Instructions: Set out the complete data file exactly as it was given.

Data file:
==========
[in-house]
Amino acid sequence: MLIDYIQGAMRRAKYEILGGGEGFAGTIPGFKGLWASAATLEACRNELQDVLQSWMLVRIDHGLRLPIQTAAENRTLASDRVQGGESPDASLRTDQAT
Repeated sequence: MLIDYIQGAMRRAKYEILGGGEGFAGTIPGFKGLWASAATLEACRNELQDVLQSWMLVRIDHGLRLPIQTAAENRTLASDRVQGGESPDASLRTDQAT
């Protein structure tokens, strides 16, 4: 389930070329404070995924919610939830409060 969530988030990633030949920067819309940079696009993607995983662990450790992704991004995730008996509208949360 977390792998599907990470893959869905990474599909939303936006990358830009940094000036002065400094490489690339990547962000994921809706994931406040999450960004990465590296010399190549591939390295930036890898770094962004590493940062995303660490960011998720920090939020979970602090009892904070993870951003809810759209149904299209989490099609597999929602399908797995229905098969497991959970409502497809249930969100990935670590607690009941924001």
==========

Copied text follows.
[in-house]
Amino acid sequence: MLIDYIQGAMRRAKYEILGGGEGFAGTIPGFKGLWASAATLEACRNELQDVLQSWMLVRIDHGLRLPIQTAAENRTLASDRVQGGESPDASLRTDQAT
Repeated sequence: MLIDYIQGAMRRAKYEILGGGEGFAGTIPGFKGLWASAATLEACRNELQDVLQSWMLVRIDHGLRLPIQTAAENRTLASDRVQGGESPDASLRTDQAT
């Protein structure tokens, strides 16, 4: 389930070329404070995924919610939830409060 969530988030990633030949920067819309940079696009993607995983662990450790992704991004995730008996509208949360 977390792998599907990470893959869905990474599909939303936006990358830009940094000036002065400094490489690339990547962000994921809706994931406040999450960004990465590296010399190549591939390295930036890898770094962004590493940062995303660490960011998720920090939020979970602090009892904070993870951003809810759209149904299209989490099609597999929602399908797995229905098969497991959970409502497809249930969100990935670590607690009941924001």